RWP was born in Manchester, in the north of England, in the late 1950s, so he is very old. He really liked the north of England, which by 1965 was hip and had three TV channels, and where he went to a coed school. His parents, for reasons best known to themselves, then yanked him away, to Belfast and then Dublin, which had one TV channel that started up at 6 pm with the Angelus (Catholic call to prayer). He also had to go to an all boys school, where he realized he really missed girls. This probably let him focus on schoolwork, though, and at age 19, after he had finished college, he set off for America, where he still resides. He has a bachelors degree in biochemistry and a Ph.D. from Harvard in biophysics, and has lived also in Mainz, Germany, Setauket NY, and Richland WA. He currently divides his time between Nebraska, Rosslyn VA, and Florida.

Wednesday, August 14, 2013

Taking science seriously?

Remember how Obama came into office claiming he would take science seriously? This month, he appointed to the office of Senior Policy Advisor at the White House Office of Science & Technology Policy a 27 year old postdoctoral fellow in psychology at Stanford, one Maya U Shankar. Ms. Shankar's doctorate, awarded in 2010 from Oxford, concerned how the color of fruity drinks affects their perceived taste. If you have access to that last link, please look at it; there are pictures of plastic glasses containing differently colored liquid. The text was similarly impressive
In preliminary testing, each participant selected the one drink (from among a lineup of seven differently colored drinks) whose color inspired the strongest expectation of a specific flavor in his or her mind, because it would very unlikely be any other flavor but the one it first made them think of’ (this choice will be referred to as each participant’s “target color”).
There's some well-styled academic writing, eh? Had this been entered in a middle school science fair, I'd probably have awarded it a pretty high score. For a Ph. D. thesis, maybe not so much. And by all means weigh in on how that sentence can be parsed, because I got lost after the first comma. The next paragraph contains almost the same pseudo-sentence.
These participants were chosen based on the results of preliminary testing, in which they viewed a number of differently colored drinks and then chose the one drink from among the set that inspired the strongest expectation of a particular flavor, because it would very unlikely be any other flavor but the one it first made them think of (see Fig. 1).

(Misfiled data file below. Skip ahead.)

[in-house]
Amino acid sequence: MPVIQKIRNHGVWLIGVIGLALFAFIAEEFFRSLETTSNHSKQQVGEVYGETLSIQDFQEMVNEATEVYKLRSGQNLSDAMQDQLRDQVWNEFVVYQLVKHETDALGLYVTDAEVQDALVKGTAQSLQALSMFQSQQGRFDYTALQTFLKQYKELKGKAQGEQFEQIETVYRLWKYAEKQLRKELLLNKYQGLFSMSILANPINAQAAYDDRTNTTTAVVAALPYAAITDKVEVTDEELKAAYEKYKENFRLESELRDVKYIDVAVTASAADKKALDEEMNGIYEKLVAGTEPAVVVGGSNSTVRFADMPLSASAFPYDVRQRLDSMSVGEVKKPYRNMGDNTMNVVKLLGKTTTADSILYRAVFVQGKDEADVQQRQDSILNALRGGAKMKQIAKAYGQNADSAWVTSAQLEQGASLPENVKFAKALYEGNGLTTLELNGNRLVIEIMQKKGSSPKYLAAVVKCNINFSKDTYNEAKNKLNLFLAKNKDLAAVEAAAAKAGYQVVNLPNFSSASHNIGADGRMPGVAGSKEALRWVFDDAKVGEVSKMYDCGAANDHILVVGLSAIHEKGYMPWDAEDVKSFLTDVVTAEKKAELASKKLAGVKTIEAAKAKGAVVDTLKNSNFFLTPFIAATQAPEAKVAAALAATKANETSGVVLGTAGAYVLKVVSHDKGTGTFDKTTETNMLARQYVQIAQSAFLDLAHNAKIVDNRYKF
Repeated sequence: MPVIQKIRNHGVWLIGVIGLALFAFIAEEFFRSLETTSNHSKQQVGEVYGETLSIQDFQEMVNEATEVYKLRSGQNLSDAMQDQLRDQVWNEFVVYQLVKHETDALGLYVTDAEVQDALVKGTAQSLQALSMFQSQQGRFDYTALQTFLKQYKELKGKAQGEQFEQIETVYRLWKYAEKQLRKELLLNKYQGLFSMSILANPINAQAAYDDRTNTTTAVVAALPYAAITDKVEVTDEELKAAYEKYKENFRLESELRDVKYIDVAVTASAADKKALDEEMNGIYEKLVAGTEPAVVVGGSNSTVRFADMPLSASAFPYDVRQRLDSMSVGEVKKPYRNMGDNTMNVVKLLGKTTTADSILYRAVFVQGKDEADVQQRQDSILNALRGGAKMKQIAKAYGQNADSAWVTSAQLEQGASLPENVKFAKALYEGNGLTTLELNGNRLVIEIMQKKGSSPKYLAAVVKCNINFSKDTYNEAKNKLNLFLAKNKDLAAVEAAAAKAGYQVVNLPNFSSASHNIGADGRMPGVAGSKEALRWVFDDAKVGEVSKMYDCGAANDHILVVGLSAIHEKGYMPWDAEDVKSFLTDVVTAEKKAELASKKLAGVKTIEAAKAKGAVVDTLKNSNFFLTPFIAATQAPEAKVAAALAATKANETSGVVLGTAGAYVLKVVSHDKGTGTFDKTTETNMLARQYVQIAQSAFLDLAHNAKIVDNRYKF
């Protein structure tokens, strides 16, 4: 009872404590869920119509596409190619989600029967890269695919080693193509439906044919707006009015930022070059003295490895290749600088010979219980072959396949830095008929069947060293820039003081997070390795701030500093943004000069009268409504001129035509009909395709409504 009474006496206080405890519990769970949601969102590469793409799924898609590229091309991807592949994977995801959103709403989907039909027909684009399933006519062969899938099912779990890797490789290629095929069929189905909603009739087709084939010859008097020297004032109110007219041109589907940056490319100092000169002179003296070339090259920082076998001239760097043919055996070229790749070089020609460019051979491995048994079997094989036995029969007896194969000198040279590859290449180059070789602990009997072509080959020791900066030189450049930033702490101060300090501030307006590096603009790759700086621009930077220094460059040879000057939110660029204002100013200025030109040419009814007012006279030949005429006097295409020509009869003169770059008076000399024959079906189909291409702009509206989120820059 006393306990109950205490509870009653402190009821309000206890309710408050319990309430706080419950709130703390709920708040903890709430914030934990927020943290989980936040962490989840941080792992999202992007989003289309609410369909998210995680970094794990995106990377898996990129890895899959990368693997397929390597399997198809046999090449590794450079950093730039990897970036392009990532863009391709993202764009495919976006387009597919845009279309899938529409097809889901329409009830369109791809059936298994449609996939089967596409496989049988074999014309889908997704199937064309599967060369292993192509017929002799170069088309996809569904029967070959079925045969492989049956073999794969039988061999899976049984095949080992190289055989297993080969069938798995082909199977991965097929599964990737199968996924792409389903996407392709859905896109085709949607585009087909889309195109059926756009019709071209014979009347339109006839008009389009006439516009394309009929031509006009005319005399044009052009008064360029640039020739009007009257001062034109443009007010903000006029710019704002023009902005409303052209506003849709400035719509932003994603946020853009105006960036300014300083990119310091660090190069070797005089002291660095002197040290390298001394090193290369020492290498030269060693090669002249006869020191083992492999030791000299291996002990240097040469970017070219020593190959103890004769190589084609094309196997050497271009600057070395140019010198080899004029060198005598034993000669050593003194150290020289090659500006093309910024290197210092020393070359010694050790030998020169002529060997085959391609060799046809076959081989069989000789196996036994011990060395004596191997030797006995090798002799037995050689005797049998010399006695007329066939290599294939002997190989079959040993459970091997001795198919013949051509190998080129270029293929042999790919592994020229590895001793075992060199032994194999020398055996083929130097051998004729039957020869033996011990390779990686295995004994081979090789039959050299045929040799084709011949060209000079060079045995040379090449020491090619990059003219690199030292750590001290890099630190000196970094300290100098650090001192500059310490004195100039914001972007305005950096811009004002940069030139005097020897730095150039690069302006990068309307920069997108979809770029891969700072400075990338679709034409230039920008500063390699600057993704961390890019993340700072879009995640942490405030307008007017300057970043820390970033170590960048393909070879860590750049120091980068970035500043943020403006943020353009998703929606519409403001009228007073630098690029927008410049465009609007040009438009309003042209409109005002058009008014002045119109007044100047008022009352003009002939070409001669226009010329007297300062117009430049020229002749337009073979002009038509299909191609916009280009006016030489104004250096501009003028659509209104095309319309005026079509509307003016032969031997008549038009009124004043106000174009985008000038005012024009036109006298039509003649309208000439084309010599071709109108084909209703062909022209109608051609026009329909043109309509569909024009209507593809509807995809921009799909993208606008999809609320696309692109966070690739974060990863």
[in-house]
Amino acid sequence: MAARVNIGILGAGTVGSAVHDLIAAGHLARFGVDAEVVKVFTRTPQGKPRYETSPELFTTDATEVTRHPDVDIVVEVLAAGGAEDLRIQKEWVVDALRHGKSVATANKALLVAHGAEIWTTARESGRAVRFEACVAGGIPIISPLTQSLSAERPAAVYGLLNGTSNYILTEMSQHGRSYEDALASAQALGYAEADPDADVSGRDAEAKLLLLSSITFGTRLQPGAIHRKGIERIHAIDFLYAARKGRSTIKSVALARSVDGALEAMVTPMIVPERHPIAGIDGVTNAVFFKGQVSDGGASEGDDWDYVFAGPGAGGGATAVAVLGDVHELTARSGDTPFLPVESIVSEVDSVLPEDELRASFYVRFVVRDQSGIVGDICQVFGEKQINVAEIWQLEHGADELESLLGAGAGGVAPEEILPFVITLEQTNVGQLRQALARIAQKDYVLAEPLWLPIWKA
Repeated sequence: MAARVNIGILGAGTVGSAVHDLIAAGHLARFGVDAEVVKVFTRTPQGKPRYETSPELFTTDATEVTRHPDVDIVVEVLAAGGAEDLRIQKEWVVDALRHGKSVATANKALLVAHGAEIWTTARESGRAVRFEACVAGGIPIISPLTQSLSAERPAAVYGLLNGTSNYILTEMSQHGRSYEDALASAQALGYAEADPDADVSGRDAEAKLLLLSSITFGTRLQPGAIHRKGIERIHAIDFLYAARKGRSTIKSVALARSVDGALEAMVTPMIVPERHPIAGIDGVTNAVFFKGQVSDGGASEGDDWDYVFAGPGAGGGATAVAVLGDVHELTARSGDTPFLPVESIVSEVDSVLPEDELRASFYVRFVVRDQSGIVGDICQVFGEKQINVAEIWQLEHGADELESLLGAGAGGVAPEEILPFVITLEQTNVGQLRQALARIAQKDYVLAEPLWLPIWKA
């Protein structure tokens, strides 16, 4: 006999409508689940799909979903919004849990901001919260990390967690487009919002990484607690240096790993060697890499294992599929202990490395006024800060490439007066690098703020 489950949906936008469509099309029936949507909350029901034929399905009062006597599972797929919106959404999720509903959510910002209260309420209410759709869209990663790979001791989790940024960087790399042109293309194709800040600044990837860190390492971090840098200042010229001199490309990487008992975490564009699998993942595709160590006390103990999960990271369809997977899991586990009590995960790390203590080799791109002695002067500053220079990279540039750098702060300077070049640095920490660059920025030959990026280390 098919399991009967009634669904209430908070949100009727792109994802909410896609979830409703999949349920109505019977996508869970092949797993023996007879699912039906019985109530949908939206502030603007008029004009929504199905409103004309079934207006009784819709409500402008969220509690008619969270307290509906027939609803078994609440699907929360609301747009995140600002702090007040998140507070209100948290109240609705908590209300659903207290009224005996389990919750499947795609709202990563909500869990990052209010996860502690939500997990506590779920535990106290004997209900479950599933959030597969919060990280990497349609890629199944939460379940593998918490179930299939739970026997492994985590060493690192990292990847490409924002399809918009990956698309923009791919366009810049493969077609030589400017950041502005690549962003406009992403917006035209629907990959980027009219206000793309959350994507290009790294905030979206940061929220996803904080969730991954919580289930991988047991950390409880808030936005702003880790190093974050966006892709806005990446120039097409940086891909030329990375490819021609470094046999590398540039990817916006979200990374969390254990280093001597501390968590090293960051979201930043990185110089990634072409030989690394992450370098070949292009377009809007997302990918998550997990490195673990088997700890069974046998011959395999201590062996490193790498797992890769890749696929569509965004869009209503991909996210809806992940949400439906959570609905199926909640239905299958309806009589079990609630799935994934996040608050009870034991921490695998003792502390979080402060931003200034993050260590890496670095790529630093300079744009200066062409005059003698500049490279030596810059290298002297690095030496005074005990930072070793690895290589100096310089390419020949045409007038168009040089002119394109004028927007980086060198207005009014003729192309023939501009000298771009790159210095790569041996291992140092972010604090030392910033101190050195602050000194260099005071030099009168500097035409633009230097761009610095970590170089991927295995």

Whatever. It's awful. I don't want to harp on what little there is of Ms. Shankar's academic career; suffice it to say she went on to do a postdoctoral fellowship at Stanford, but seems to have zero papers in over two years. She has, however, been featured in Glamor magazine and on PBS three times. She has also been linked to the far left Center for American Progress and George Soros.

She is supposedly taking over the White House Behavior Modification team (a.k.a. the 'nudge team') from Cass Sunstein. This s based on the thesis that government can produce desirable behavior in its serfs by subtle behavioral cues. So Ms. Shankar's name is on a letter (given her prose above, I doubt she herself wrote the letter) asking for volunteers for a new nudge team.

If you are aware of individuals with strong analytic skills, experience designing, testing, and evaluating rigorous randomized control trials, and a strong research background in fields such as social psychology, cognitive psychology, or behavioral economics, please encourage them send a CV andcontact information to,which will be sent to the relevant parties for consideration.
(A bit ironic, since Ms Shankar surely does not meet these qualifications herself).

Anyway, that's science in the Obama administration; a barely literate postdoc as senior advisor on a team of behaviorists, who will be paid millions to try to get you to insulate your houses by paying to clean out your attics.

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